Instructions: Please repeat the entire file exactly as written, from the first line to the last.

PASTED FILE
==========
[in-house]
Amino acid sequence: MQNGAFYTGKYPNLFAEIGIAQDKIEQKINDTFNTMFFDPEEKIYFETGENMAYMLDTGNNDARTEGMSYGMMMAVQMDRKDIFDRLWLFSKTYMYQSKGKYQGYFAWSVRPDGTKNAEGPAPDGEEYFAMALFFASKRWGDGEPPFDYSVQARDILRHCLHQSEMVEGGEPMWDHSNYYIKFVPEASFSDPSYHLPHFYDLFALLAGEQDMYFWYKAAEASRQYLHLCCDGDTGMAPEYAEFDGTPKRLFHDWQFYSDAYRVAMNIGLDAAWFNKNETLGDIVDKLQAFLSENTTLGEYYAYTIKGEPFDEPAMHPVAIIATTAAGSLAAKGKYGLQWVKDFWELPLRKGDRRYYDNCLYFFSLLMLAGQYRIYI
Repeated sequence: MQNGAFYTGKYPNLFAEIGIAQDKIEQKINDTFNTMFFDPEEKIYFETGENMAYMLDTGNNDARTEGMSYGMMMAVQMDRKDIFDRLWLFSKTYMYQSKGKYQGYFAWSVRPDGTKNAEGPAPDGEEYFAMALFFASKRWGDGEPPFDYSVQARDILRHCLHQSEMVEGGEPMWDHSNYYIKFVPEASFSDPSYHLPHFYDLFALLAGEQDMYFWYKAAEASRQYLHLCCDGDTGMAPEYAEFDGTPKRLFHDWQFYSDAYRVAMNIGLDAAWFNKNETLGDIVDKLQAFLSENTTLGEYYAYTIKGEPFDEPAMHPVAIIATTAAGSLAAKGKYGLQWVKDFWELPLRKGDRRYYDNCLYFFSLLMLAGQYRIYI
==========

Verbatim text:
[in-house]
Amino acid sequence: MQNGAFYTGKYPNLFAEIGIAQDKIEQKINDTFNTMFFDPEEKIYFETGENMAYMLDTGNNDARTEGMSYGMMMAVQMDRKDIFDRLWLFSKTYMYQSKGKYQGYFAWSVRPDGTKNAEGPAPDGEEYFAMALFFASKRWGDGEPPFDYSVQARDILRHCLHQSEMVEGGEPMWDHSNYYIKFVPEASFSDPSYHLPHFYDLFALLAGEQDMYFWYKAAEASRQYLHLCCDGDTGMAPEYAEFDGTPKRLFHDWQFYSDAYRVAMNIGLDAAWFNKNETLGDIVDKLQAFLSENTTLGEYYAYTIKGEPFDEPAMHPVAIIATTAAGSLAAKGKYGLQWVKDFWELPLRKGDRRYYDNCLYFFSLLMLAGQYRIYI
Repeated sequence: MQNGAFYTGKYPNLFAEIGIAQDKIEQKINDTFNTMFFDPEEKIYFETGENMAYMLDTGNNDARTEGMSYGMMMAVQMDRKDIFDRLWLFSKTYMYQSKGKYQGYFAWSVRPDGTKNAEGPAPDGEEYFAMALFFASKRWGDGEPPFDYSVQARDILRHCLHQSEMVEGGEPMWDHSNYYIKFVPEASFSDPSYHLPHFYDLFALLAGEQDMYFWYKAAEASRQYLHLCCDGDTGMAPEYAEFDGTPKRLFHDWQFYSDAYRVAMNIGLDAAWFNKNETLGDIVDKLQAFLSENTTLGEYYAYTIKGEPFDEPAMHPVAIIATTAAGSLAAKGKYGLQWVKDFWELPLRKGDRRYYDNCLYFFSLLMLAGQYRIYI